An alert reader, Jim Hoeffner with Thompson Coe in Austin, pointed out that Sec. 525(b) has been interpreted to permit private employers to refuse to hire persons who have filed bankruptcy. Pastore v. Medford Savings Bank, 186 B.R. 553 (D. Mass. 1995); In re Hendrik, 2004 Bankr. LEXIS 1649 (Bankr. M.D. Fla. 2004)("It is well established now by several cases that Section 525(b) of the Code applies only to actions taken after an employment relationship has been established and does not cover a situation which might be a discriminatory hiring practice by private employers"); In re Stinson, 285 B.R. 239 (Bankr. W.D. Va. 2002).
As a result, my statement that "an entity which which functions as a gatekeeper for the bankruptcy process appeared to be violating the Bankruptcy Code" was more a statement of what the law should be than a statement of what the law currently is. A plain reading of the text "No private employer may ... discriminate with respect to employment against, an individual who is or has been a debtor under this title ...." would seem to prohibit refusal to employ as well as discrimination after an employment relationship has been established. However, that is not what the cases say.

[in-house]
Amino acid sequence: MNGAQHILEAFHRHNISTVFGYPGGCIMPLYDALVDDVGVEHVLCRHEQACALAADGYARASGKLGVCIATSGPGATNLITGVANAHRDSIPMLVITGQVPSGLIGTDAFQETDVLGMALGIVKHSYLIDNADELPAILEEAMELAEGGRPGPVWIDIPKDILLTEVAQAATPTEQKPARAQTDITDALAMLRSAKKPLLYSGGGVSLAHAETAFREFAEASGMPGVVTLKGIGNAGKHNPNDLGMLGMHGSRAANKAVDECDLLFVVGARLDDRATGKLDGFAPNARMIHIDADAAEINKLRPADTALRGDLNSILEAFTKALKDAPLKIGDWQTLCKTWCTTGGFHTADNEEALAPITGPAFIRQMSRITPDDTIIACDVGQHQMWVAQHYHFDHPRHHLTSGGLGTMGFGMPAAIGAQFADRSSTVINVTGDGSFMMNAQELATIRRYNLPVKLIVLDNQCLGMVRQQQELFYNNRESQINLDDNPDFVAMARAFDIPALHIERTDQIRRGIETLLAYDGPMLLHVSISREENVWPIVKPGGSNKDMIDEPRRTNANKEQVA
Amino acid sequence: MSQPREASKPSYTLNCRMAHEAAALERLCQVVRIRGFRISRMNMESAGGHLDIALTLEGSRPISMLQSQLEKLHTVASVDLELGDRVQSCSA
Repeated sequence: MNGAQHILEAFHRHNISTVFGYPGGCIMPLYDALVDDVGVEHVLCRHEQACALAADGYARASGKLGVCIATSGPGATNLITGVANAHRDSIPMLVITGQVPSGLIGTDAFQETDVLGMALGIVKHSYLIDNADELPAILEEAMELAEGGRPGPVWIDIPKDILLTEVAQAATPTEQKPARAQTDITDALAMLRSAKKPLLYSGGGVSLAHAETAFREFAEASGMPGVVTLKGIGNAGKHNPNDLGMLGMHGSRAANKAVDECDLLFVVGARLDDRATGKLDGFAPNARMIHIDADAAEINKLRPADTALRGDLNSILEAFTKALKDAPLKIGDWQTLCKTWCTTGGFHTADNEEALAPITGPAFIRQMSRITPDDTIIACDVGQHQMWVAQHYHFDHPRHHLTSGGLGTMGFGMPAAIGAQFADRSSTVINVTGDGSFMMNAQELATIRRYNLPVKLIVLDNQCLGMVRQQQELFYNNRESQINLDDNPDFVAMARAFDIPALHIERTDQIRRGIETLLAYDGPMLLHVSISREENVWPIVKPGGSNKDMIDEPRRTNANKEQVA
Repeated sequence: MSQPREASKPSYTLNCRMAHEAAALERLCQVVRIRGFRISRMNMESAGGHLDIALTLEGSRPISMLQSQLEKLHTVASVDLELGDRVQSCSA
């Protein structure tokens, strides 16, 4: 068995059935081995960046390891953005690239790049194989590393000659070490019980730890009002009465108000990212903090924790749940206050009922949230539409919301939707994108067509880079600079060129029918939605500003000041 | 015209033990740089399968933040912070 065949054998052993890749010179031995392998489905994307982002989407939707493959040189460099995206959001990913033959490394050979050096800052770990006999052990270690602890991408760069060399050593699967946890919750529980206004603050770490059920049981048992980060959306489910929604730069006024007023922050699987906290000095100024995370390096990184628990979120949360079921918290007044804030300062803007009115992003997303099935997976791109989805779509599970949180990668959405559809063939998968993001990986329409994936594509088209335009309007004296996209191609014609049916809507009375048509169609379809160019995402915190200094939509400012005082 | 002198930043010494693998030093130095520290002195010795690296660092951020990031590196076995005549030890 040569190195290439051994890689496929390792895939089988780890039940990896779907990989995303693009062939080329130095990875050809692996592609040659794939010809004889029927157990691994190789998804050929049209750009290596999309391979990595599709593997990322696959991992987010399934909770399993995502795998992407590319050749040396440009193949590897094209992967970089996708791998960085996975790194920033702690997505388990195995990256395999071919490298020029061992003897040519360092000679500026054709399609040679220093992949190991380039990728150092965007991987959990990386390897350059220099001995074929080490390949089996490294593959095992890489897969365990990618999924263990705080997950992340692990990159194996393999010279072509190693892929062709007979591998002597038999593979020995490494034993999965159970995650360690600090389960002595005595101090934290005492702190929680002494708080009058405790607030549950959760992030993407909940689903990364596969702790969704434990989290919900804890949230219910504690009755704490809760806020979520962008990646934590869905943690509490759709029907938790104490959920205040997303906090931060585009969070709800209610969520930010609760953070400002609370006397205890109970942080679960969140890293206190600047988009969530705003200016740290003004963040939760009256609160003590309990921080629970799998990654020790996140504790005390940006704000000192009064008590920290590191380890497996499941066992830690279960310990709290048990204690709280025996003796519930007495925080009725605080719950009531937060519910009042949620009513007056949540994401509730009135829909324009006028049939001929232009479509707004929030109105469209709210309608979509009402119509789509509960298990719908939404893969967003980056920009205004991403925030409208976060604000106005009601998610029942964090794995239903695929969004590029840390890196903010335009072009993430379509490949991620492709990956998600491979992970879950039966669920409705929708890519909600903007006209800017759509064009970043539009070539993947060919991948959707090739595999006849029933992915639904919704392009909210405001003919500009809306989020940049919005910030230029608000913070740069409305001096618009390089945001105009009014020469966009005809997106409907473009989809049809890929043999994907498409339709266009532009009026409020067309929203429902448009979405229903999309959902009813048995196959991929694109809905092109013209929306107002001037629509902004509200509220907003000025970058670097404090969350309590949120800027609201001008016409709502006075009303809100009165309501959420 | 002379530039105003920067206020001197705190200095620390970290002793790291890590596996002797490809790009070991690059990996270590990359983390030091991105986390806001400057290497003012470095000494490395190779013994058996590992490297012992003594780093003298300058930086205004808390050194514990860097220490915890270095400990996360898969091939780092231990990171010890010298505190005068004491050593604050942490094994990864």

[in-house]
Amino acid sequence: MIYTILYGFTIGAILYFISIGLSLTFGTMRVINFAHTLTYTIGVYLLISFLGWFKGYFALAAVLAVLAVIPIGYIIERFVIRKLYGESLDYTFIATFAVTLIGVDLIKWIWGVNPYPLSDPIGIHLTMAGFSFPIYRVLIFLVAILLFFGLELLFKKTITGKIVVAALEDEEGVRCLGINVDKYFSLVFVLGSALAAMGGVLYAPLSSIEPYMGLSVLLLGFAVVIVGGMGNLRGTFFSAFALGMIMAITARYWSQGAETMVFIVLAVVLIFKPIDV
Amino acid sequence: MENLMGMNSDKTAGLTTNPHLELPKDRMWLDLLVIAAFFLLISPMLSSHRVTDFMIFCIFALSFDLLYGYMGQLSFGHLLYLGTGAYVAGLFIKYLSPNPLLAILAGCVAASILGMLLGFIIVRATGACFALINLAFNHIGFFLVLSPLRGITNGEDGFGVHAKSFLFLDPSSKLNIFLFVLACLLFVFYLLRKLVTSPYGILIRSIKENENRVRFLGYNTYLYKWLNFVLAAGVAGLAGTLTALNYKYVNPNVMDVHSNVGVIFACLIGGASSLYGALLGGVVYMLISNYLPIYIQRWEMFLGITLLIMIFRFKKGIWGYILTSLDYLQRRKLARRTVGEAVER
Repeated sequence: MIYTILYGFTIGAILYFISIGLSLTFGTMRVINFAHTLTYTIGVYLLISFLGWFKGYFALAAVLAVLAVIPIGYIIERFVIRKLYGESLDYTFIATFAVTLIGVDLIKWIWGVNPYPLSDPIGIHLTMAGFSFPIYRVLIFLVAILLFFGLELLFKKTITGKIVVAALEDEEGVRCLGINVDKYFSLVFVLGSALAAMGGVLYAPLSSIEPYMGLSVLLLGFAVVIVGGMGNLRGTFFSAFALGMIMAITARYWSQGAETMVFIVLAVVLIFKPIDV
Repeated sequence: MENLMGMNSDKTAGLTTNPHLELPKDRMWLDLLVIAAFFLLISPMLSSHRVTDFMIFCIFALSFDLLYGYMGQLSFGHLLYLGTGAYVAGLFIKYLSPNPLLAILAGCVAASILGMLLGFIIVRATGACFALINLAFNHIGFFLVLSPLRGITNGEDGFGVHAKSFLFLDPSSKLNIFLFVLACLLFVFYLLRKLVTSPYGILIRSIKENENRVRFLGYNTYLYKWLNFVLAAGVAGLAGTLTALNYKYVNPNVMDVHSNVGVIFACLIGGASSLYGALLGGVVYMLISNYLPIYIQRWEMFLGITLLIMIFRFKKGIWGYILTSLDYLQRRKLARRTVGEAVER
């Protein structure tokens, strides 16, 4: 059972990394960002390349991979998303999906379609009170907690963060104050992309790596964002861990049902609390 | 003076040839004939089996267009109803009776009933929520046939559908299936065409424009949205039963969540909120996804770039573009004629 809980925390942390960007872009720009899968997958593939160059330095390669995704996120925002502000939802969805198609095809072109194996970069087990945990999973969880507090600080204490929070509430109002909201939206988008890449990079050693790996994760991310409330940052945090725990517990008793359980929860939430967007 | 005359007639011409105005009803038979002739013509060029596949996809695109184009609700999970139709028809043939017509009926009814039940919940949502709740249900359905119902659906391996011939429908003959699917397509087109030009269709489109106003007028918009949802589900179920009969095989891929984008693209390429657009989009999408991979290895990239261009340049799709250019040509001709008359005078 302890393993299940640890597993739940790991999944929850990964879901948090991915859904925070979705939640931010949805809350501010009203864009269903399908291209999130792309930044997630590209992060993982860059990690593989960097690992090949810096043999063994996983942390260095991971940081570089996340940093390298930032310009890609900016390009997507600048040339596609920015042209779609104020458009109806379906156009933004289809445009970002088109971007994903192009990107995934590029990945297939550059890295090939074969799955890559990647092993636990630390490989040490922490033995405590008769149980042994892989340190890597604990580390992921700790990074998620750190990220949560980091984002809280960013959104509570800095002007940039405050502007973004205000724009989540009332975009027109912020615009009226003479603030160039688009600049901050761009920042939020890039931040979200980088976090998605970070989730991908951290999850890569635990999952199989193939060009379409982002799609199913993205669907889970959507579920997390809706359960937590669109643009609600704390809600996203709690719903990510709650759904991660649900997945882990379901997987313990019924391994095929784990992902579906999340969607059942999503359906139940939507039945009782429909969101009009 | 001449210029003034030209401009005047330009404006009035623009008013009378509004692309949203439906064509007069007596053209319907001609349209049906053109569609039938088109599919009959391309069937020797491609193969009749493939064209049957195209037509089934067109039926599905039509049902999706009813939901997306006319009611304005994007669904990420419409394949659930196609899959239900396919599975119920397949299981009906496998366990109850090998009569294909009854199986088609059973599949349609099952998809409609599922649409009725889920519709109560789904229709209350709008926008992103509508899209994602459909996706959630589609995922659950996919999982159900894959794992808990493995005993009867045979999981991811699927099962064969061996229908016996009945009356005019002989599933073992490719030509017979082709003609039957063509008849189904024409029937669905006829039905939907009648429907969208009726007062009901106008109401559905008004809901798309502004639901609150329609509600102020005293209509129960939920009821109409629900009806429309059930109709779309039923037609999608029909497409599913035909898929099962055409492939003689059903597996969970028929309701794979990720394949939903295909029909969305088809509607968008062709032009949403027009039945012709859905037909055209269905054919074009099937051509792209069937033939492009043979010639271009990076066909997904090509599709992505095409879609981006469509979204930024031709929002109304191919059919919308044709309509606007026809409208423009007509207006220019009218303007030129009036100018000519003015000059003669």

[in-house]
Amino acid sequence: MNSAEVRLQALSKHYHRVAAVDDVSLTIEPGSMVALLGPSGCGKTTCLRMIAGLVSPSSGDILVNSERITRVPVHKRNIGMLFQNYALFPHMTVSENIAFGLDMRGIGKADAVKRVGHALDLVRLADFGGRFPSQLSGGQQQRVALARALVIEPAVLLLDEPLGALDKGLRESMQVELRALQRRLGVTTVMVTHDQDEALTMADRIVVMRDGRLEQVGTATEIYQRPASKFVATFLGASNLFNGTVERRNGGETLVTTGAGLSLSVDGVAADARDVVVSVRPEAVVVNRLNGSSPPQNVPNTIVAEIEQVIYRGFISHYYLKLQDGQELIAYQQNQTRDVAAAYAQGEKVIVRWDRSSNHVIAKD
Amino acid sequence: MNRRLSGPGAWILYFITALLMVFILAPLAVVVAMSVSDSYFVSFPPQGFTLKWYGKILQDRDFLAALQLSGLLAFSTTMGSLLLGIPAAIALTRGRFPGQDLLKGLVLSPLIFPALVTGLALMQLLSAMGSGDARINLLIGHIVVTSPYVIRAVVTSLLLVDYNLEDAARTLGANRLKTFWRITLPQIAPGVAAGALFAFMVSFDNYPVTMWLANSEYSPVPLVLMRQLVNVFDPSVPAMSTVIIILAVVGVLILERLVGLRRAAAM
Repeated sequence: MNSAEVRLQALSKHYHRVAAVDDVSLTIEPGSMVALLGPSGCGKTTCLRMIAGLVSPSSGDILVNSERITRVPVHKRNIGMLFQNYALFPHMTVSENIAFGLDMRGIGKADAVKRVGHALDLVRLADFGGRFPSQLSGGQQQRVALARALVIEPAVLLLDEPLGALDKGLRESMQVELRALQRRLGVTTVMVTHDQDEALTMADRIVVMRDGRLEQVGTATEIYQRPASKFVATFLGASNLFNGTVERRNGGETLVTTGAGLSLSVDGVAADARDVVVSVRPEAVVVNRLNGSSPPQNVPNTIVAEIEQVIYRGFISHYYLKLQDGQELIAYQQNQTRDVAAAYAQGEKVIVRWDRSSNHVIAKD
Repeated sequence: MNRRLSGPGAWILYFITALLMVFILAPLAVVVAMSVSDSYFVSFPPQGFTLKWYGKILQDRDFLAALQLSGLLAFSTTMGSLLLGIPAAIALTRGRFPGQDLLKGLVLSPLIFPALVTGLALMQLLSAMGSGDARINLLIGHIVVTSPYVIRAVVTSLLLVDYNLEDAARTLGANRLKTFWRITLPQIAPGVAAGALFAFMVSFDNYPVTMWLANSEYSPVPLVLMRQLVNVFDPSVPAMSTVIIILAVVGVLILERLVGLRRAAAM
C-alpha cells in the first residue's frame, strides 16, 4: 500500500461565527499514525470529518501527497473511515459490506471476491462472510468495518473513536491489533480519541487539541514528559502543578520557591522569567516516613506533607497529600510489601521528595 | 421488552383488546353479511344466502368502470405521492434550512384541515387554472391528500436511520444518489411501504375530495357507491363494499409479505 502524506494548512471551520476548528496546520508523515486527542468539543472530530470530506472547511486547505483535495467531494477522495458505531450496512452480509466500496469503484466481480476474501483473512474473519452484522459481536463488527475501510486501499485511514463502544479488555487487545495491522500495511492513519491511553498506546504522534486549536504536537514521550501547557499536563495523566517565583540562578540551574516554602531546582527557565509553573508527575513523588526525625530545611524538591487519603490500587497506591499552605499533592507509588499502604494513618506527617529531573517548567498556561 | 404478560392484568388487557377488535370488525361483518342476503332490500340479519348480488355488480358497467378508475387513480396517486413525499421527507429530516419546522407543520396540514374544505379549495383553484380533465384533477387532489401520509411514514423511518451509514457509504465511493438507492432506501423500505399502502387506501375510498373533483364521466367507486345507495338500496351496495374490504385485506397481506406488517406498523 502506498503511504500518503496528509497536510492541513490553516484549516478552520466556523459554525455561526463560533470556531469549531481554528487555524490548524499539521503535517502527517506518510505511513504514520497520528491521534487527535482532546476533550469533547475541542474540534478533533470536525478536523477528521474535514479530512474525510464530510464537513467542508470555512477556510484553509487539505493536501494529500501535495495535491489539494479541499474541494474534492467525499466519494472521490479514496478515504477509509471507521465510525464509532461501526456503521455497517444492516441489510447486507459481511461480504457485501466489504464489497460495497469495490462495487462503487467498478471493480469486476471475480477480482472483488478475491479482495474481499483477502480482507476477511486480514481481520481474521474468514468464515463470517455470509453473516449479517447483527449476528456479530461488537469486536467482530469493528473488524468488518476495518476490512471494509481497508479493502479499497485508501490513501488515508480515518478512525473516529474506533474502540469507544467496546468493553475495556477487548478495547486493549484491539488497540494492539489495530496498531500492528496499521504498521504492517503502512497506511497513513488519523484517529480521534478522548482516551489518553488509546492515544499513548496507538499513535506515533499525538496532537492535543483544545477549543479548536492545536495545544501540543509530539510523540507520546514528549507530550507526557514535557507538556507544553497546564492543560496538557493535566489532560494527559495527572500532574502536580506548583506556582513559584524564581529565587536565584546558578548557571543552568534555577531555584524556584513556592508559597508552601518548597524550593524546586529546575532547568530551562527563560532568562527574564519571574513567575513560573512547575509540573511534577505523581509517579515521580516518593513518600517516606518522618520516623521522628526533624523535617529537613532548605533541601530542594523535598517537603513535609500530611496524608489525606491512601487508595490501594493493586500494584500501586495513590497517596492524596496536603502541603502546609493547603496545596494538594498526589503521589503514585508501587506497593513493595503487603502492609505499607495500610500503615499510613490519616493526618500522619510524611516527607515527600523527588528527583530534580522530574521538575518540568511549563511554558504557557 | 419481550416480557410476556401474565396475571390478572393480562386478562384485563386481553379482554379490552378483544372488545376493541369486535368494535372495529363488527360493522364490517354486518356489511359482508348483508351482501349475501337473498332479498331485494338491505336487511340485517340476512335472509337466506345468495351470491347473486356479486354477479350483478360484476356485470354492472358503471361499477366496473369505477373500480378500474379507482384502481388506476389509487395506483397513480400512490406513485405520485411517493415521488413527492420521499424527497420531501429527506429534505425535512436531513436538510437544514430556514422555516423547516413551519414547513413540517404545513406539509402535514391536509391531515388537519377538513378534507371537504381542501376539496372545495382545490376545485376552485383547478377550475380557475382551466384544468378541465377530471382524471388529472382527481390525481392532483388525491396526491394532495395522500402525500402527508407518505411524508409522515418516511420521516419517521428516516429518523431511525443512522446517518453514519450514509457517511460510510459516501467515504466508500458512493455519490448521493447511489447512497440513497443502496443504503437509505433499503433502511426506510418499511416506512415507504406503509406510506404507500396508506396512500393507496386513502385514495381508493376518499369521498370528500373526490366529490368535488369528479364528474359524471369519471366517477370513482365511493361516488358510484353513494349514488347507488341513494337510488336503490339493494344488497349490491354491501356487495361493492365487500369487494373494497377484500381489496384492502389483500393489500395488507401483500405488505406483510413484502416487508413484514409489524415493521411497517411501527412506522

Thus, in reading the tea leaves from Judge Isgur's brief opinion, we are left with the following possibilities:
1. Judge Isgur may be signaling a break with the existing case law on Sec. 525(b) and is willing to entertain a cause of action for failure to hire;
2. Judge Isgur may find that discrimination in employment by credit counseling agencies, while lawful, reflects negatively upon their fitness to provide services to potential debtors; or
3. Judge Isgur may find that cause has been shown and take no further action.
Obviously, the first two possibilities are more interesting. We will have to wait and see what happens.